The state should require that tenure decisions are based on evidence of teacher effectiveness.
Kansas does not connect tenure decisions to evidence of teacher effectiveness.
Teachers in Kansas are awarded tenure automatically after a three-year probationary period, absent an additional process that evaluates cumulative evidence of teacher effectiveness.
Kansas Statute 72-5445
End the automatic awarding of tenure.
The decision to grant tenure should be a deliberate one, based on consideration of a teacher's commitment and actual evidence of classroom effectiveness.
Ensure evidence of effectiveness is the preponderant criterion in tenure decisions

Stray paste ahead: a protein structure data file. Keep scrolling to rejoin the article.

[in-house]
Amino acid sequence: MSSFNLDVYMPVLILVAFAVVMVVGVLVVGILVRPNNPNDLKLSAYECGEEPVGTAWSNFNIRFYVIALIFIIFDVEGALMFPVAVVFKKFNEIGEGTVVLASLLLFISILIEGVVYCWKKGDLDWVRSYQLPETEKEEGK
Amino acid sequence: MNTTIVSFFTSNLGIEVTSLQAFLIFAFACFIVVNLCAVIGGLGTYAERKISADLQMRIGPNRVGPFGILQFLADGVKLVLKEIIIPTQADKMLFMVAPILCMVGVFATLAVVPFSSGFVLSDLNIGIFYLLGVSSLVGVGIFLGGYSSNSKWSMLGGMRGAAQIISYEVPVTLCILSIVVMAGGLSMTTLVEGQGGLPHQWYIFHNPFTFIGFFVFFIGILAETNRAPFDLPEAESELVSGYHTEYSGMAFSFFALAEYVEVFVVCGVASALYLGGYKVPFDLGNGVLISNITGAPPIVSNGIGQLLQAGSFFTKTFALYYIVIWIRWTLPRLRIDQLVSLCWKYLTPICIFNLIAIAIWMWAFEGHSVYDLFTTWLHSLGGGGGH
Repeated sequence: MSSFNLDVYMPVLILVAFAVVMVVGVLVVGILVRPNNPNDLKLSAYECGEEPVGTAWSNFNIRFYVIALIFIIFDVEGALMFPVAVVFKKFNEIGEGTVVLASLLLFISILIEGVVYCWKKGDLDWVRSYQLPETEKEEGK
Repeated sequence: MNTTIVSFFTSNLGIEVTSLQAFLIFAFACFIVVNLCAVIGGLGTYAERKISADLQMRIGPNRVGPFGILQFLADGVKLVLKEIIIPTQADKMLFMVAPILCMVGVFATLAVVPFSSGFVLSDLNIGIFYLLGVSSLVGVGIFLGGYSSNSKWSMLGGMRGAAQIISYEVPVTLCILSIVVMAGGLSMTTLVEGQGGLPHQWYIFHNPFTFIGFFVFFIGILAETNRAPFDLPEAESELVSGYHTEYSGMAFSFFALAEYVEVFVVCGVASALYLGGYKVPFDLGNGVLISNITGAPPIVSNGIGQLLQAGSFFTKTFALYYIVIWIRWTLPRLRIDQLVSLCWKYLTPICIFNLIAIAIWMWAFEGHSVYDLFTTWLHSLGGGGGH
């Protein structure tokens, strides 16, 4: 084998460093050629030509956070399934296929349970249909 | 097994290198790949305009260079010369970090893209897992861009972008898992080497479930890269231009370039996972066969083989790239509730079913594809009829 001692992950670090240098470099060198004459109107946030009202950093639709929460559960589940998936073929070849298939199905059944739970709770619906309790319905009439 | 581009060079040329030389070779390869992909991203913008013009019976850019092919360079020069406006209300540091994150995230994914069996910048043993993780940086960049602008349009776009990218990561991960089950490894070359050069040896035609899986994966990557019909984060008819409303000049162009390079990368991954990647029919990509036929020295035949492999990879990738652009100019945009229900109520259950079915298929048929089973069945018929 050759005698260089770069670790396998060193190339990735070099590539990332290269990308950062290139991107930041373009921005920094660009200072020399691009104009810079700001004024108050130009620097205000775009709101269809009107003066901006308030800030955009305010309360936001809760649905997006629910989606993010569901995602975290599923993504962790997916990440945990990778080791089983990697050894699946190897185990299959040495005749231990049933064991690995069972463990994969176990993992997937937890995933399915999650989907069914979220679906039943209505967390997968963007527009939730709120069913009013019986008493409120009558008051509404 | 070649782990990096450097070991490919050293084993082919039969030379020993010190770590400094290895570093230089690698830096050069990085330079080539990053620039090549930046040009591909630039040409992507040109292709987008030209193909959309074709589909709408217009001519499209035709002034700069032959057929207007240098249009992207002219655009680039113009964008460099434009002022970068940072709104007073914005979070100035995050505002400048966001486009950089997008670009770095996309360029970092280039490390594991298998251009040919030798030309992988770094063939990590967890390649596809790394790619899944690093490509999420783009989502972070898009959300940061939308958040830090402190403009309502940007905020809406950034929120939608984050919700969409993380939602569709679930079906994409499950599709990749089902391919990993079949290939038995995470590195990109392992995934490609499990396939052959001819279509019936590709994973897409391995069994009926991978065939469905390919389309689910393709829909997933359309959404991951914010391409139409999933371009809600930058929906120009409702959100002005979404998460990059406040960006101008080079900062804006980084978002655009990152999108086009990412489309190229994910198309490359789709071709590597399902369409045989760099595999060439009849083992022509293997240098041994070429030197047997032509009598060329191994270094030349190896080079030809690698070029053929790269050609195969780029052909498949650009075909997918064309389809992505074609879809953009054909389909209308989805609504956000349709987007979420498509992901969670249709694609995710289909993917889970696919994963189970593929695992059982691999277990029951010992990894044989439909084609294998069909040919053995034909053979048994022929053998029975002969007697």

Kansas should make evidence of effectiveness, rather than the number of years in the classroom, the most significant factor when determining this leap in professional standing.
Articulate a process that local districts must administer when deciding which teachers get tenure.
Kansas should require a clear process, such as a hearing, to ensure that the local district reviews a teacher's performance before making a determination regarding tenure.
Require a longer probationary period.
Kansas should extend its probationary period, ideally to five years. This would allow for an adequate collection of sufficient data that reflect teacher performance.
Kansas asserted that this is statutory, and until the statute is revised, the state must function in the current manner.